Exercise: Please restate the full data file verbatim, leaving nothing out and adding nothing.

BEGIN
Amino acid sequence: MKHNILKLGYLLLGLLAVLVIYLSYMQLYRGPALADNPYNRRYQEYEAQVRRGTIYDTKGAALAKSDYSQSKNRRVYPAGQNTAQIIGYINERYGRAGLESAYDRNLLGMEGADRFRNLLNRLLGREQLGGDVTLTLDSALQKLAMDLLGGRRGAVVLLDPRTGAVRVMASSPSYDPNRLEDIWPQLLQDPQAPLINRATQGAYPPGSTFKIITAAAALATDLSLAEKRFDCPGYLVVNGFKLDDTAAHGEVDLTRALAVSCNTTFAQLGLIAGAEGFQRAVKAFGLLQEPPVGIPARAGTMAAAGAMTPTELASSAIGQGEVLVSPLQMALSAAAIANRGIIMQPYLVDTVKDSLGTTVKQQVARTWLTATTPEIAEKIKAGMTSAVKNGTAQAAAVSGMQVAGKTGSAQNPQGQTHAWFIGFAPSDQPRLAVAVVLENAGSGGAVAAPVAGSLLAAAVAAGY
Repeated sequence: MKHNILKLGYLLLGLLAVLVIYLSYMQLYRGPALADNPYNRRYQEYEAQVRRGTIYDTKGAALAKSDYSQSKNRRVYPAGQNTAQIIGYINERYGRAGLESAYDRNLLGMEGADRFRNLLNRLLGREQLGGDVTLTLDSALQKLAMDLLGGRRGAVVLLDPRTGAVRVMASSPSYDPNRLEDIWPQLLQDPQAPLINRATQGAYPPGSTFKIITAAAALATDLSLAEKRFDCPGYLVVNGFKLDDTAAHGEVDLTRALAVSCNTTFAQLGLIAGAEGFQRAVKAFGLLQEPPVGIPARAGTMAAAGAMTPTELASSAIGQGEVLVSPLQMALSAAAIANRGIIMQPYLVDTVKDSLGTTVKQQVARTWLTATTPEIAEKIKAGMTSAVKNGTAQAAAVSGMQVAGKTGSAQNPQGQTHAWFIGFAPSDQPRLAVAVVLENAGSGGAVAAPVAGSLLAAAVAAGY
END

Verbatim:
Amino acid sequence: MKHNILKLGYLLLGLLAVLVIYLSYMQLYRGPALADNPYNRRYQEYEAQVRRGTIYDTKGAALAKSDYSQSKNRRVYPAGQNTAQIIGYINERYGRAGLESAYDRNLLGMEGADRFRNLLNRLLGREQLGGDVTLTLDSALQKLAMDLLGGRRGAVVLLDPRTGAVRVMASSPSYDPNRLEDIWPQLLQDPQAPLINRATQGAYPPGSTFKIITAAAALATDLSLAEKRFDCPGYLVVNGFKLDDTAAHGEVDLTRALAVSCNTTFAQLGLIAGAEGFQRAVKAFGLLQEPPVGIPARAGTMAAAGAMTPTELASSAIGQGEVLVSPLQMALSAAAIANRGIIMQPYLVDTVKDSLGTTVKQQVARTWLTATTPEIAEKIKAGMTSAVKNGTAQAAAVSGMQVAGKTGSAQNPQGQTHAWFIGFAPSDQPRLAVAVVLENAGSGGAVAAPVAGSLLAAAVAAGY
Repeated sequence: MKHNILKLGYLLLGLLAVLVIYLSYMQLYRGPALADNPYNRRYQEYEAQVRRGTIYDTKGAALAKSDYSQSKNRRVYPAGQNTAQIIGYINERYGRAGLESAYDRNLLGMEGADRFRNLLNRLLGREQLGGDVTLTLDSALQKLAMDLLGGRRGAVVLLDPRTGAVRVMASSPSYDPNRLEDIWPQLLQDPQAPLINRATQGAYPPGSTFKIITAAAALATDLSLAEKRFDCPGYLVVNGFKLDDTAAHGEVDLTRALAVSCNTTFAQLGLIAGAEGFQRAVKAFGLLQEPPVGIPARAGTMAAAGAMTPTELASSAIGQGEVLVSPLQMALSAAAIANRGIIMQPYLVDTVKDSLGTTVKQQVARTWLTATTPEIAEKIKAGMTSAVKNGTAQAAAVSGMQVAGKTGSAQNPQGQTHAWFIGFAPSDQPRLAVAVVLENAGSGGAVAAPVAGSLLAAAVAAGY